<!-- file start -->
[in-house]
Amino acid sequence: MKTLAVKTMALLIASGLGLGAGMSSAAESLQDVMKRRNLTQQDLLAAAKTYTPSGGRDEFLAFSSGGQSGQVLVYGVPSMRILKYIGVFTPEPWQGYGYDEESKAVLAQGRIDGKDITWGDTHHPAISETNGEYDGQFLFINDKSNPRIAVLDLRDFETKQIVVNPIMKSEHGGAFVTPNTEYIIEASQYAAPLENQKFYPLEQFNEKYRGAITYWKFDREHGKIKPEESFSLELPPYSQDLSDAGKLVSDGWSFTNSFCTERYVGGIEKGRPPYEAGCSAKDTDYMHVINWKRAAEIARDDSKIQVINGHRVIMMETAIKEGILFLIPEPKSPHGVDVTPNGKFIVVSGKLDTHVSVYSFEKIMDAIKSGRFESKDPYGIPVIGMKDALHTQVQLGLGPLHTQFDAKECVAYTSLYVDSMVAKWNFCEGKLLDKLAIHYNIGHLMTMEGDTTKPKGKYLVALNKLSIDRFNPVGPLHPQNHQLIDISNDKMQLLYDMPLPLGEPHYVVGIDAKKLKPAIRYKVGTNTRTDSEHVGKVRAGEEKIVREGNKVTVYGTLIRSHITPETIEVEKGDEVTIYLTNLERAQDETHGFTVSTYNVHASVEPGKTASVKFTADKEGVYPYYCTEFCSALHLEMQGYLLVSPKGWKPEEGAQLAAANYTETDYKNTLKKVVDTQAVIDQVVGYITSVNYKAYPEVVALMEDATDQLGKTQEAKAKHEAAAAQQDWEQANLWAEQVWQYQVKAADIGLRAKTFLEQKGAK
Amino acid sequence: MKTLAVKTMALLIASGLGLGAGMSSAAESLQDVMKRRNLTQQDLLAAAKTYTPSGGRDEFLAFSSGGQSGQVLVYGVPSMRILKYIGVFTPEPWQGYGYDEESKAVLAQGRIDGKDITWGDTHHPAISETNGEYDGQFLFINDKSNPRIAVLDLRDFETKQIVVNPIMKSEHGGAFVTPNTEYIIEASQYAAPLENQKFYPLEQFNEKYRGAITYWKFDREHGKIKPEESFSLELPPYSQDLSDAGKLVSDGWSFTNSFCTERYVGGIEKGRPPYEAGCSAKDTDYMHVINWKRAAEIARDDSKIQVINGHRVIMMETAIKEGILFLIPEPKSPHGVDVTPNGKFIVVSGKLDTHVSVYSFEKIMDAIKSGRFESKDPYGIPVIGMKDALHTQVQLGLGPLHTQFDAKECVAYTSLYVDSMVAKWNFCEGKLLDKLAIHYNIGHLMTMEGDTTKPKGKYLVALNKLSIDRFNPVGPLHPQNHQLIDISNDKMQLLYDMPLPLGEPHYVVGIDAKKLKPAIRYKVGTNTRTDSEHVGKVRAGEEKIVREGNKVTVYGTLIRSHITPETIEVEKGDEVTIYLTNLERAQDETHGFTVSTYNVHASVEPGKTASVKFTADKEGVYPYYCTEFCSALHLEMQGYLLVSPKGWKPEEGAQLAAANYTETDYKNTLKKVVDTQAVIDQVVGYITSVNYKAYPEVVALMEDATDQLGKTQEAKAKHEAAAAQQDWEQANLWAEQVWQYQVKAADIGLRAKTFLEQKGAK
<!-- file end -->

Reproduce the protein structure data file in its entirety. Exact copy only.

[in-house]
Amino acid sequence: MKTLAVKTMALLIASGLGLGAGMSSAAESLQDVMKRRNLTQQDLLAAAKTYTPSGGRDEFLAFSSGGQSGQVLVYGVPSMRILKYIGVFTPEPWQGYGYDEESKAVLAQGRIDGKDITWGDTHHPAISETNGEYDGQFLFINDKSNPRIAVLDLRDFETKQIVVNPIMKSEHGGAFVTPNTEYIIEASQYAAPLENQKFYPLEQFNEKYRGAITYWKFDREHGKIKPEESFSLELPPYSQDLSDAGKLVSDGWSFTNSFCTERYVGGIEKGRPPYEAGCSAKDTDYMHVINWKRAAEIARDDSKIQVINGHRVIMMETAIKEGILFLIPEPKSPHGVDVTPNGKFIVVSGKLDTHVSVYSFEKIMDAIKSGRFESKDPYGIPVIGMKDALHTQVQLGLGPLHTQFDAKECVAYTSLYVDSMVAKWNFCEGKLLDKLAIHYNIGHLMTMEGDTTKPKGKYLVALNKLSIDRFNPVGPLHPQNHQLIDISNDKMQLLYDMPLPLGEPHYVVGIDAKKLKPAIRYKVGTNTRTDSEHVGKVRAGEEKIVREGNKVTVYGTLIRSHITPETIEVEKGDEVTIYLTNLERAQDETHGFTVSTYNVHASVEPGKTASVKFTADKEGVYPYYCTEFCSALHLEMQGYLLVSPKGWKPEEGAQLAAANYTETDYKNTLKKVVDTQAVIDQVVGYITSVNYKAYPEVVALMEDATDQLGKTQEAKAKHEAAAAQQDWEQANLWAEQVWQYQVKAADIGLRAKTFLEQKGAK
Amino acid sequence: MKTLAVKTMALLIASGLGLGAGMSSAAESLQDVMKRRNLTQQDLLAAAKTYTPSGGRDEFLAFSSGGQSGQVLVYGVPSMRILKYIGVFTPEPWQGYGYDEESKAVLAQGRIDGKDITWGDTHHPAISETNGEYDGQFLFINDKSNPRIAVLDLRDFETKQIVVNPIMKSEHGGAFVTPNTEYIIEASQYAAPLENQKFYPLEQFNEKYRGAITYWKFDREHGKIKPEESFSLELPPYSQDLSDAGKLVSDGWSFTNSFCTERYVGGIEKGRPPYEAGCSAKDTDYMHVINWKRAAEIARDDSKIQVINGHRVIMMETAIKEGILFLIPEPKSPHGVDVTPNGKFIVVSGKLDTHVSVYSFEKIMDAIKSGRFESKDPYGIPVIGMKDALHTQVQLGLGPLHTQFDAKECVAYTSLYVDSMVAKWNFCEGKLLDKLAIHYNIGHLMTMEGDTTKPKGKYLVALNKLSIDRFNPVGPLHPQNHQLIDISNDKMQLLYDMPLPLGEPHYVVGIDAKKLKPAIRYKVGTNTRTDSEHVGKVRAGEEKIVREGNKVTVYGTLIRSHITPETIEVEKGDEVTIYLTNLERAQDETHGFTVSTYNVHASVEPGKTASVKFTADKEGVYPYYCTEFCSALHLEMQGYLLVSPKGWKPEEGAQLAAANYTETDYKNTLKKVVDTQAVIDQVVGYITSVNYKAYPEVVALMEDATDQLGKTQEAKAKHEAAAAQQDWEQANLWAEQVWQYQVKAADIGLRAKTFLEQKGAK